Adams Peak - Where Adam Landed on Earth

Trip Start Nov 29, 2013
Trip End Jun 11, 2014

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Flag of Sri Lanka  ,
Monday, March 24, 2014

The mountain known as Adam's Peak is only Sri Lanka’s seventh highest mountain but is the most famous and most spiritually significant to several religions. Its importance is because of an indentation on its top that takes the form of a large footprint. Muslims consider it to be Adam’s footprint, the place where he landed on earth after being cast out of paradise. To Buddhists the mountain is Sri Pada and the footprint is Buddha’s on the spot where he left earth to ascend to paradise. Hindus believe the footprint to be that of god Shiva and (not to be left out) some Christian sects consider it to be that of Saint Thomas (the doubting apostle) who brought Christianity to the Indian subcontinent.

So if this is Adam’s Peak that begs the question "Where’s Eve’s Peak?" Where did she land? Why didn’t she get her own peak? If she was in fact by Adam’s side when she landed on earth after being cast out of paradise, how do we know the footprint isn’t actually hers? Or is it just sexism? Such deep questions to ponder on the nighttime hike up the mountain for dawn at the peak!

The road to Adam’s Peak was through lush countryside in Sri Lanka’s central highlands past tea plantations and numerous waterfalls. Only there wasn’t all that much water in the waterfalls; guide Tikiri told us that Sri Lanka was experiencing one f its worst draughts in memory with almost no rain in months. While the northern hemisphere winter months are normally the drier season in Sri Lanka, the island isn’t strictly monsoonal and experiences significant rainfall in the drier months as well, resulting in the lush tropical vegetation rather than drier monsoonal forest.

Our accommodations for the night were in Dalhousie, the pilgrim’s base and start of the hike. The climb to my room was quite a hike in itself – 170 mostly tall concrete steps up the hill to my bungalow. Make sure not to forget anything in your room that you’ll need! I ate dinner as it got dark around 6:00 in the evening, took a diphenhydramine (sleep aid/allergy pill), and went immediately to bed after settin my alarm for 1:30 A.M.

This was one top Sri Lanka sight on my tour I wasn’t overly enthused for, a three-plus hour trek up about 1,000 meters (3,300 feet ) to the peak at 2,243 meters (about 7,300 feet) in the dark, mostly up paved steps, with hundreds of pilgrims and a few other tourists too. And for what? To see the sun rise? I can see a sunrise any clear morning of my life. Anyway, I set off by myself at about 1:50, a little before the others in my group.

Ugh, this reminds me of Mount Sinai! When I worked as a tour leader in 2004 in Egypt climbing mount Sinai, supposedly where Moses received the Ten Commandments, was on many of the itineraries. It also involved getting up about 2:00 A.M. for a long hike up to the peak in the dark for sunrise. What is it about sunrise on a mountain that is such a religious experience? Or maybe it’s just that hiking in the dark is what beats the daytime heat. Anyway, I like to say I climbed Mount Sinai more times than Moses and came to dread that part of my job after the first few times I did it.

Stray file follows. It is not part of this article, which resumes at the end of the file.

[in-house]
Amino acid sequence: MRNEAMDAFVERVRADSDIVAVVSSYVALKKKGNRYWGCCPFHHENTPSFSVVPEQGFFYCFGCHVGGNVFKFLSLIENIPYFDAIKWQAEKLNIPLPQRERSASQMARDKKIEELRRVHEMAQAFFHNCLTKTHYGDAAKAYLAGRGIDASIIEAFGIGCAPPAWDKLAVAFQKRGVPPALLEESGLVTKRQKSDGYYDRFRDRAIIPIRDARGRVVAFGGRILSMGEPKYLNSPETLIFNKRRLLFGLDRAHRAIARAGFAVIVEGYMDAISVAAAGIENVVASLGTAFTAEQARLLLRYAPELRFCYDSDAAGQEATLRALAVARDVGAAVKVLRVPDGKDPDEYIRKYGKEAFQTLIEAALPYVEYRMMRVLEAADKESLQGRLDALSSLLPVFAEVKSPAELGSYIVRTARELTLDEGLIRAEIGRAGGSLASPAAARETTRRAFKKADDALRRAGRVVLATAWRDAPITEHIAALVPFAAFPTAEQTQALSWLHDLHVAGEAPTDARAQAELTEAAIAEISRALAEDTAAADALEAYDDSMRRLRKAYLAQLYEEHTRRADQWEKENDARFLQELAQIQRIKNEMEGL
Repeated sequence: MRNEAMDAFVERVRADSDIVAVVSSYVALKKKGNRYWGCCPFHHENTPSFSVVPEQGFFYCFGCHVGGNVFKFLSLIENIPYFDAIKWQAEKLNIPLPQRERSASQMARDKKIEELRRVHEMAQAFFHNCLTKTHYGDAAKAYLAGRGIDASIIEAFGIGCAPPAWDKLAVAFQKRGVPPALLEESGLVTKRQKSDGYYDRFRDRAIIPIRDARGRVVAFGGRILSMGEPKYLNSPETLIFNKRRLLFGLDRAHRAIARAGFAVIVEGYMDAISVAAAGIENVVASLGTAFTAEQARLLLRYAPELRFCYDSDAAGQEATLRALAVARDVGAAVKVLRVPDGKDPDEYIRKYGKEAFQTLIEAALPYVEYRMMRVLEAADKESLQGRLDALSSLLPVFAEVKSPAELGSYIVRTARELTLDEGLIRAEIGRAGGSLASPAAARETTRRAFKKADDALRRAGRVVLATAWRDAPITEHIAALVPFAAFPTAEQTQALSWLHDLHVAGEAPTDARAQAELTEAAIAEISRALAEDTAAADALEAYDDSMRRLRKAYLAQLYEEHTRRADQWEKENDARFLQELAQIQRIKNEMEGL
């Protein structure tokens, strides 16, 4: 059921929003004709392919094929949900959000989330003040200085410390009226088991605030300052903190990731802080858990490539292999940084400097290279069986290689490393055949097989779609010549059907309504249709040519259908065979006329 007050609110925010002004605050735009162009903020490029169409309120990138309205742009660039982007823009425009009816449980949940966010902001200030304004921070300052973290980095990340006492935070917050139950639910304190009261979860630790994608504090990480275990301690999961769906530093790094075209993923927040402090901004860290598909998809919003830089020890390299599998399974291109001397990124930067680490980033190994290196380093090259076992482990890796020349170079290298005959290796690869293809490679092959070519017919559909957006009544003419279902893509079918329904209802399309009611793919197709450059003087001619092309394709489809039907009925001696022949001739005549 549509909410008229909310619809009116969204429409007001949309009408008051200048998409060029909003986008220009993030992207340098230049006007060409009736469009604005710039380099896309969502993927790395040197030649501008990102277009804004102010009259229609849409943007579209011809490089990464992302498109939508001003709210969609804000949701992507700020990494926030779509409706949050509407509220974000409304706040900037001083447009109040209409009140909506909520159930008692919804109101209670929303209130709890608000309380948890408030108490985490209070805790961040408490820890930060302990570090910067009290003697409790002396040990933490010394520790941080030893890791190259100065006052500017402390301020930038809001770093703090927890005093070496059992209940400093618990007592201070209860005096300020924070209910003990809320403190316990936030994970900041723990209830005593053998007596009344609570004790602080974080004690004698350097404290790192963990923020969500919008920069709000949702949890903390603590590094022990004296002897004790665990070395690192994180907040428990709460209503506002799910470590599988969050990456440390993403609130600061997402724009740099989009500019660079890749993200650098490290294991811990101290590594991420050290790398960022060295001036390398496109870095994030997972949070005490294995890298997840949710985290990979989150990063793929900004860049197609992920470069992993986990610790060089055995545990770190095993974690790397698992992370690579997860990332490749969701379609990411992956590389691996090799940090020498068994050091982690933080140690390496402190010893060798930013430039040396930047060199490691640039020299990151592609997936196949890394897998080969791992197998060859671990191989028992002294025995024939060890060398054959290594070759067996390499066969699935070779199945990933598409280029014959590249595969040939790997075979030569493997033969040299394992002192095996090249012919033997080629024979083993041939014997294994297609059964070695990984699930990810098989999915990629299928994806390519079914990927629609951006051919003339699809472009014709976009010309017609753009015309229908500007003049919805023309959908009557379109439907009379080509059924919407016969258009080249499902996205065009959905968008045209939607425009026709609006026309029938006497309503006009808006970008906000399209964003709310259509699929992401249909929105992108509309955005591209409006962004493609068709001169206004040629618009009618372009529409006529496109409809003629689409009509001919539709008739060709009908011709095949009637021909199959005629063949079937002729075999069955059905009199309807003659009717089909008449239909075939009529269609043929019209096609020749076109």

The first part of the hike involved a significant hike along the peak’s base past numerous Buddhist shrines. Although numerous religions have a story about Adam’s Peak, the pilgrims visiting it are overwhelmingly Sri Lankan Buddhists. Anyway, the route changed to concrete steps for the long slow climb to the top, a way illuminated in its entirely and looking like a glowing snake ahead on the way up.

The last stretch to the temple at the top was steep enough to require hanging onto the railings and using some arm power as well as leg. And then I was there and had to take my shoes off for the last steps to the top to stand for what felt like ages in the chilly darkness. I was the second one from my group to the top and felt quite pleased with myself for my relative fitness!

At the top was one of those experiences of too many people crowded into too small a space, packed like sardines all staring towards the east.  First light on the horizon; hope I don’t get pushed over; orange and red mixing with the shades of blue; hope I don’t get crushed; sun’s about to come up; not sure I can get my hands back down after raising my camera above my head for photos; sunny glow above the horizon; Ok it’s over and everyone scatters like roaches.

Inside the temple enclosure was very crowded with pilgrims, and the line to observe Adam’s or Buddha’s or Shiva’s footprint, housed under a little shrine, was long and slow moving. I had breakfast more than Adam on my mind, though. The shadow of the pyramid shaped peak on the misty hills below was quite mystical.

The upper stretches were quite a people jam on the way down, but once I escaped the crowds I made good time on the easy footing (compared to a dirt trail) steps and got back to the guesthouse in little more than an hour. A breakfast with lots of fresh watermelon and pineapple rounded out my happy mood and sense of accomplishment of hiking Adam’s Peak. I was really glad my earlier lack of enthusiasm for the climb didn’t keep me from doing the pilgrimage. I feel so fit too – yeay!
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